I brought the restored 8″ Cave Astrola expecting to spend the evening exploring the clusters and nebulae of the southern Milky Way in Scorpio or a bit further south. This rich region would be well positioned through the night.

We had a small group this particular evening, just six of us… Andre and Anna, Maureen, Andrew, Cliff, and myself set up by the gravel pile. There were pleasant conversations in the night, cookies and brownies to share, and views through each other’s telescopes.

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Science Images are Ugly

One of the questions that comes up often enough is what do the pictures look like? And that question is followed by… Where can I see them.

A raw widefield 1.2um NIRC2 image of Jupiter taken 21July2006, credit Imke de Pater, UC Berkeley
A raw widefield 1.2μm NIRC2 image of Jupiter taken 21July2006, credit Imke de Pater, UC Berkeley

The problem… Science data is usually pretty ugly.

Keep in mind that the astronomers are often pushing the telescopes and instruments right to the limit. This means that the data is barely there, a trickle of photons that have come from unimaginably distant sources.

I have been in the observing room as the data comes in. I have watched over the telescope operator’s shoulder. It is strange to see folks so excited over a smudge.

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New Moon at Kaʻohe

It was a very nice night, clear dark skies and bright stars.

Andrew and Maureen observing at Kaʻohe
Andrew and Maureen observing at Kaʻohe

A usual the club’s dark sky star party was held this month at Kaʻohe. After two months of poor weather I was ready for a good night out with a telescope. A few others were too, and joined the club out in the dark.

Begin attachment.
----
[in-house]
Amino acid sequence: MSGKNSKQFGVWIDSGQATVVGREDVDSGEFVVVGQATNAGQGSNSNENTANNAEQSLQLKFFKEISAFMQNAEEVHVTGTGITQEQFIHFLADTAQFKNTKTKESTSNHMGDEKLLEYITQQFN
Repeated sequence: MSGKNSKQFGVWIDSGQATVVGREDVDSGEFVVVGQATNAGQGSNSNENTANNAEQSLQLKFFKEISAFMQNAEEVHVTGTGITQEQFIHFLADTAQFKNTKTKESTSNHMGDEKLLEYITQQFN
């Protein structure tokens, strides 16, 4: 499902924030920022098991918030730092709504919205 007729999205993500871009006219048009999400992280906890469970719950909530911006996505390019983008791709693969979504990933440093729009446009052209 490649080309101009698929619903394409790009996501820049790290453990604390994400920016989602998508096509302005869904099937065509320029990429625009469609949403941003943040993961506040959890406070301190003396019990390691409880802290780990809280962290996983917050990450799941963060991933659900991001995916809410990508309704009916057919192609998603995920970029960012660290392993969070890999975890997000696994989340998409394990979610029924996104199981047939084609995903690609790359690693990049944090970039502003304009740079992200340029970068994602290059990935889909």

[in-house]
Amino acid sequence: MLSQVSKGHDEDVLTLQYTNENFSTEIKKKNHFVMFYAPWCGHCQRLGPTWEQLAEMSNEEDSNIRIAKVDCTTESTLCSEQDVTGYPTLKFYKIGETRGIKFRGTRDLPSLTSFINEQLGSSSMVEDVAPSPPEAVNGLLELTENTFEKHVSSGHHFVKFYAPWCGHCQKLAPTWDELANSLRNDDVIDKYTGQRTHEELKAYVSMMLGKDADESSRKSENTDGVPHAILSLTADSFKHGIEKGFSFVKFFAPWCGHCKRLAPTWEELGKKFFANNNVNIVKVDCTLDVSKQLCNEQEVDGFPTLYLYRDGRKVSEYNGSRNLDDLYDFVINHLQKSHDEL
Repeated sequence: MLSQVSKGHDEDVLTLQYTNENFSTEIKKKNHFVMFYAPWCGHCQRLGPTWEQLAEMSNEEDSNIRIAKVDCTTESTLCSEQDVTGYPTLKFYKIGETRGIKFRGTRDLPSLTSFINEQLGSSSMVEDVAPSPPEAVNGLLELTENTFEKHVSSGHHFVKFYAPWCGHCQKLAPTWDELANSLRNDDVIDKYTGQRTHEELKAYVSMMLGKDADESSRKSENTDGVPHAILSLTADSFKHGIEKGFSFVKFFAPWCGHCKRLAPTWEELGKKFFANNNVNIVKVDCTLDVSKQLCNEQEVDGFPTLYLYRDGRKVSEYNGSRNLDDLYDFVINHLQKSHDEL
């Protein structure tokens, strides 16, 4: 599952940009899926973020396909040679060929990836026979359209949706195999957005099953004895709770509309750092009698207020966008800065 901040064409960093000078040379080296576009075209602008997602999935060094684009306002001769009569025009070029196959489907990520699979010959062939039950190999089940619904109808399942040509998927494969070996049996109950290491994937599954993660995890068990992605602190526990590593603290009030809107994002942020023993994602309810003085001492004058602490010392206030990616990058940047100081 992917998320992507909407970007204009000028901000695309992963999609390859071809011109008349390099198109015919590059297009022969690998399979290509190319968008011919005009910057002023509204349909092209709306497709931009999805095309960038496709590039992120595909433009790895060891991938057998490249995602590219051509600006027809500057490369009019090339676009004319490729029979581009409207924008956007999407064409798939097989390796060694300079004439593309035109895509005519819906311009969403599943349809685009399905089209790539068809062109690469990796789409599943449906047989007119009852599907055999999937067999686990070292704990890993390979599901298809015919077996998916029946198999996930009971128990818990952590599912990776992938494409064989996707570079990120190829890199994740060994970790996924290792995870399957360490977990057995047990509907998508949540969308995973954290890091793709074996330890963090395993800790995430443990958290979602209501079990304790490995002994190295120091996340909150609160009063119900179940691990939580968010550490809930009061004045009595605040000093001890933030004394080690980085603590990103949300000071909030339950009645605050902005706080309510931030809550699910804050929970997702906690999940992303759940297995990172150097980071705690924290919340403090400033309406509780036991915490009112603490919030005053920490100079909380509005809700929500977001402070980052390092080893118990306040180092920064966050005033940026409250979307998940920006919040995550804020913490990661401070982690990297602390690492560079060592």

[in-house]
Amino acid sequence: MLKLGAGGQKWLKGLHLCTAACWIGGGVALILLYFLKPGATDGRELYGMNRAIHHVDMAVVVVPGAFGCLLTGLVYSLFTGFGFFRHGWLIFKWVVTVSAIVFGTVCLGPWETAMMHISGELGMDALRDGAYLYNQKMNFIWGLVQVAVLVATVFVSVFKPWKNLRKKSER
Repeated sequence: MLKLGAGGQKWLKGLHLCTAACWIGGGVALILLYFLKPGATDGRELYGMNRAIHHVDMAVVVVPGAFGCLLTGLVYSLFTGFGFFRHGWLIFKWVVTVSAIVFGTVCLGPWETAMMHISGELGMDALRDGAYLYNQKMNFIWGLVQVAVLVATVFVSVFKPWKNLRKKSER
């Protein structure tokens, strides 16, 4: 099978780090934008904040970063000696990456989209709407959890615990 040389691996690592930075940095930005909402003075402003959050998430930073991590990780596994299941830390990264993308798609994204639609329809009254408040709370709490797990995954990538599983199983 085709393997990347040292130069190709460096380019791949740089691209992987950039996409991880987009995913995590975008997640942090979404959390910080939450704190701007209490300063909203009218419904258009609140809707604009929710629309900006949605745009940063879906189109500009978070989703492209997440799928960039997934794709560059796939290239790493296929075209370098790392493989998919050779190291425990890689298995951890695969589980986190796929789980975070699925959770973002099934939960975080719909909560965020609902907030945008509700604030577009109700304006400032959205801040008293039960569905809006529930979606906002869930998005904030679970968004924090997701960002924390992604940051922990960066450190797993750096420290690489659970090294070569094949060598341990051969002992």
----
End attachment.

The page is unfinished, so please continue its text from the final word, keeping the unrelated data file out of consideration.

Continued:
Arriving at the site there was a thin cloud deck overhead. With years of experience here I looked up and told Maureen that the clouds would be gone in an hour. It did not even take that long, the clouds dissolved right after sunset, leaving a clear skies before we were finished setting up.

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Mauna Kea Rules… Take 2

After last year’s debacle that occurred when trying to introduce administrative rules for public and commercial access to Mauna Kea, the University of Hawaii is back with a heavily revised version.

The United Kingdom Infrared Telescope surrounded by the sunset crowd
The United Kingdom Infrared Telescope surrounded by the sunset crowd

How bad were the original version of the rules? In many areas they seemed to be badly thought out, with language far too expansive. Even a cursory reading reveals that the rules were not reviewed by someone familiar with some of the technical language used. Many of the proposed rules would have created safety issues, or even devoid of common sense.

It does appear that they actually listened to the criticism that was received in written form and at the public hearings. Many of the complete gaffes have been removed or reasonably revised.

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The Island Sky for 2019

2019 is looking to be a pretty ordinary year for events, with a few decent events to look forward to. The highlights will be a sunset total lunar eclipse on January 20th, the η-Aquariids meteor shower in early May, a transit of Mercury in November, and a nice set of planetary conjunctions in the sunset and sunrise.

Awaiting dark with the 20" telescope
Andrew Unger beside the 20″ Obsession while waiting for properly dark skies at Kaʻohe

There are dozens of posts scheduled here on DarkerView to remind my readers of these and many more events before they occur. Frankly, I need the reminder myself. Stay tuned for all of the great events the sky of 2019 will offer us.

The remainder of this post is a quick summary of the events our sky has to offer in 2019.